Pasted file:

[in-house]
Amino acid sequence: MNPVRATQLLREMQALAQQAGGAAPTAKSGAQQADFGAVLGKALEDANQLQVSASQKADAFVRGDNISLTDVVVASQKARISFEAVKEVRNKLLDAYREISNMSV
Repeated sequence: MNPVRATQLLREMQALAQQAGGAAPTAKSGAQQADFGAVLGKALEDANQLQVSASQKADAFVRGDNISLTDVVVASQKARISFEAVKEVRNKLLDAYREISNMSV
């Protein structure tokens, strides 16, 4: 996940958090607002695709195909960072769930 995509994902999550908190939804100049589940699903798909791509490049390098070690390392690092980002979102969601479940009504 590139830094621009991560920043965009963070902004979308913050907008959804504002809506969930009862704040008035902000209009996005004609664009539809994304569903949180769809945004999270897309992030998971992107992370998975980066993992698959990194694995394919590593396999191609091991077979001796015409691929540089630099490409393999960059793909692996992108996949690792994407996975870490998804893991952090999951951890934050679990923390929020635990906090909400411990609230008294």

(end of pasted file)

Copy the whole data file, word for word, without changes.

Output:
[in-house]
Amino acid sequence: MNPVRATQLLREMQALAQQAGGAAPTAKSGAQQADFGAVLGKALEDANQLQVSASQKADAFVRGDNISLTDVVVASQKARISFEAVKEVRNKLLDAYREISNMSV
Repeated sequence: MNPVRATQLLREMQALAQQAGGAAPTAKSGAQQADFGAVLGKALEDANQLQVSASQKADAFVRGDNISLTDVVVASQKARISFEAVKEVRNKLLDAYREISNMSV
């Protein structure tokens, strides 16, 4: 996940958090607002695709195909960072769930 995509994902999550908190939804100049589940699903798909791509490049390098070690390392690092980002979102969601479940009504 590139830094621009991560920043965009963070902004979308913050907008959804504002809506969930009862704040008035902000209009996005004609664009539809994304569903949180769809945004999270897309992030998971992107992370998975980066993992698959990194694995394919590593396999191609091991077979001796015409691929540089630099490409393999960059793909692996992108996949690792994407996975870490998804893991952090999951951890934050679990923390929020635990906090909400411990609230008294």